17. Goodfriend, Marvin, 1999. "The role of a regional bank in a system of central banks," Carnegie-Rochester Conference Series on Public Policy, Elsevier, vol. 51(1), pages 51-71, December.
  18. Schnadt, Norbert & Whittaker, John, 1995. "Is Indirect Convertibility Impossible? Reply," Journal of Money, Credit and Banking, Blackwell Publishing, vol. 27(1), pages 297-98, February.
  19. Friedman, Benjamin M, 2000. "Decoupling at the Margin: The Threat to Monetary Policy from the Electronic Revolution in Banking," International Finance, Wiley Blackwell, vol. 3(2), pages 261-72, July.
  20. Bennett T. McCallum, 1999. "Theoretical Issues Pertaining to Monetary Unions," NBER Working Papers 7393, National Bureau of Economic Research, Inc.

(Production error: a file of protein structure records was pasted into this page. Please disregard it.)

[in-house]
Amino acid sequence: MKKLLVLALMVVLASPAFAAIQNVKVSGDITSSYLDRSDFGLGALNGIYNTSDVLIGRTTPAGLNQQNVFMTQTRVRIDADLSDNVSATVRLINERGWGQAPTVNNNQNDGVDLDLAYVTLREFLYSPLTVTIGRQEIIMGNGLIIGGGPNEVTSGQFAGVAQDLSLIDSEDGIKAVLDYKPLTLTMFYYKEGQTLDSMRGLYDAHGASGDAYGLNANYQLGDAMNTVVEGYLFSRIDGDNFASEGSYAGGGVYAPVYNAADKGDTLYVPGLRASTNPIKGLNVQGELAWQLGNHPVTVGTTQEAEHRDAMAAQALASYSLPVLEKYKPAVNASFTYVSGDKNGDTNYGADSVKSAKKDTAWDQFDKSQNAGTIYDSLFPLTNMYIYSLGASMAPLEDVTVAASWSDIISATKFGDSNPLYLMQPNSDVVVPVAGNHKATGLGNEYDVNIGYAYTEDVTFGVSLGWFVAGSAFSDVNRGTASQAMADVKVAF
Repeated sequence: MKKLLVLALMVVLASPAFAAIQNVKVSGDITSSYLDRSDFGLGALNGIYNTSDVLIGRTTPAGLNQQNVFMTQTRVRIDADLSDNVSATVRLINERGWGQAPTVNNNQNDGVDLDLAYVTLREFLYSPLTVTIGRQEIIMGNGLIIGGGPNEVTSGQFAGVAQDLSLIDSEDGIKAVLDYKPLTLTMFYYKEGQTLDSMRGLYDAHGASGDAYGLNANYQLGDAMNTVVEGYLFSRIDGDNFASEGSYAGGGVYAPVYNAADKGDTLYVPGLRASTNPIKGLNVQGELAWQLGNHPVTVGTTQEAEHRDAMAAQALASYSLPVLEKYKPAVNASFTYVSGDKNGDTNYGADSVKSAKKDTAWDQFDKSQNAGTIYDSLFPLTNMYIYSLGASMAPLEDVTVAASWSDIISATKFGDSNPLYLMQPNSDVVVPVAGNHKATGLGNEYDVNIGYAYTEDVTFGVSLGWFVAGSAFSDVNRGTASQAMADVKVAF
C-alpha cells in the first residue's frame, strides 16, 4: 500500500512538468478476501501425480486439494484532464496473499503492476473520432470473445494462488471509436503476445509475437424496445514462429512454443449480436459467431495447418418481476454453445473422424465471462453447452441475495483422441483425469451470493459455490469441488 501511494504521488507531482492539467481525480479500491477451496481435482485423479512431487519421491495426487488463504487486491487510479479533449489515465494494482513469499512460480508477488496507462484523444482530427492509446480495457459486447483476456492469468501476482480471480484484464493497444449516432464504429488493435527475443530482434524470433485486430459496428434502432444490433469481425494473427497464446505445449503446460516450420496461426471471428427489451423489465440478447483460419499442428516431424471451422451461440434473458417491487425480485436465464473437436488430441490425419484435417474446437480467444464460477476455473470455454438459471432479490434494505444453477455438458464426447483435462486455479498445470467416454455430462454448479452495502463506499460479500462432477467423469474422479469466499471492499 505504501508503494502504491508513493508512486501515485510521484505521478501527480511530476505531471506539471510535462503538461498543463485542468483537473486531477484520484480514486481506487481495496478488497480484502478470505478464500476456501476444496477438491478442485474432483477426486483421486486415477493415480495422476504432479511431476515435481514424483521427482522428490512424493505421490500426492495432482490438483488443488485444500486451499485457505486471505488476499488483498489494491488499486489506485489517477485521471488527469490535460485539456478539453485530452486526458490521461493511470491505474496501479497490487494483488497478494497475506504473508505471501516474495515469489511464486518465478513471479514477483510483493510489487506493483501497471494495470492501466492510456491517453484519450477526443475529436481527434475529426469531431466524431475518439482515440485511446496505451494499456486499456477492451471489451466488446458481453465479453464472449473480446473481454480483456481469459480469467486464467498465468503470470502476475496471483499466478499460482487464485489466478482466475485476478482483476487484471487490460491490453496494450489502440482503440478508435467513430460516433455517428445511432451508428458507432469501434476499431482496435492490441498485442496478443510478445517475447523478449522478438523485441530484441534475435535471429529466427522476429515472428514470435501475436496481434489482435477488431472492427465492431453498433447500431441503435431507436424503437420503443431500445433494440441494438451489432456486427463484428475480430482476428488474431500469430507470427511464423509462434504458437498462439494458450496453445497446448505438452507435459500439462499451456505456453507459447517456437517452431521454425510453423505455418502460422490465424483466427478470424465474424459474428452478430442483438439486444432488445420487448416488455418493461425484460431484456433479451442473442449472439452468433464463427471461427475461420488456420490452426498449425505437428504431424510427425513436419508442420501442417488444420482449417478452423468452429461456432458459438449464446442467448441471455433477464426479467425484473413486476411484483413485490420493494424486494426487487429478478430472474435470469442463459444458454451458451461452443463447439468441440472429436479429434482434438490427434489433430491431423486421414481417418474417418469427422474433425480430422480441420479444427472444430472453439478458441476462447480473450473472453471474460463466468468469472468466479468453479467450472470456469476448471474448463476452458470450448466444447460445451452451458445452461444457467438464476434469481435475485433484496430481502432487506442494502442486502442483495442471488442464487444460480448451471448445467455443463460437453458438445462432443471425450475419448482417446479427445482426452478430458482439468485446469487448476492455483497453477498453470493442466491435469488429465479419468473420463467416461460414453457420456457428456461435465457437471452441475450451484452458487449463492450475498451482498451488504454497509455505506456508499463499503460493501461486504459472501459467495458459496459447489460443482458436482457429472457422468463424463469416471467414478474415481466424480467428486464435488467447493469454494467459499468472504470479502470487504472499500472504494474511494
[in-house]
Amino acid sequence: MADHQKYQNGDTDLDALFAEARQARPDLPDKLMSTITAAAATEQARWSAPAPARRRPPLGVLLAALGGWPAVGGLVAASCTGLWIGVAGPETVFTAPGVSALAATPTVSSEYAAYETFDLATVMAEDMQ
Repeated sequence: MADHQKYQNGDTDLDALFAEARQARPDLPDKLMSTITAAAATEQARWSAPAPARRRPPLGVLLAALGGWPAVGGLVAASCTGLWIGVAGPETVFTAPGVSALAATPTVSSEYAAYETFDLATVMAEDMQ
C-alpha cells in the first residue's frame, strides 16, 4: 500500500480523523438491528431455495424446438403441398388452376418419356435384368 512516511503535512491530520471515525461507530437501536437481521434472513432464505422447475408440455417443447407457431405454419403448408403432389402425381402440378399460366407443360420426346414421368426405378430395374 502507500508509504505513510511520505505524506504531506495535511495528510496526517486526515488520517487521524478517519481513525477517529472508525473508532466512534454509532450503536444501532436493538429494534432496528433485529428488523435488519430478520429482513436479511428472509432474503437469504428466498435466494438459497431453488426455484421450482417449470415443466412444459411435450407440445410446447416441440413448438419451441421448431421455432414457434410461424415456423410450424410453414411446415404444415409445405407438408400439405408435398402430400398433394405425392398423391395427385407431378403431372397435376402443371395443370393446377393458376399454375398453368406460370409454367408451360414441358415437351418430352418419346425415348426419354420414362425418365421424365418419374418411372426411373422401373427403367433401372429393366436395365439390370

21. Fama, Eugene F., 1983. "Financial intermediation and price level control," Journal of Monetary Economics, Elsevier, vol. 12(1), pages 7-28.
  22. Milton Friedman, 1951. "Commodity-Reserve Currency," Journal of Political Economy, University of Chicago Press, vol. 59, pages 203.
  23. Fama, Eugene F., 1980. "Banking in the theory of finance," Journal of Monetary Economics, Elsevier, vol. 6(1), pages 39-57, January.
  24. Robert E. Hall, 1982. "Explorations in the Gold Standard and Related Policies for Stabilizing the Dollar," NBER Chapters, in: Inflation: Causes and Effects, pages 111-122 National Bureau of Economic Research, Inc.
  25. Freedman, Charles, 2000. "Monetary Policy Implementation: Past, Present and Future--Will Electronic Money Lead to the Eventual Demise of Central Banking?," International Finance, Wiley Blackwell, vol. 3(2), pages 211-27, July.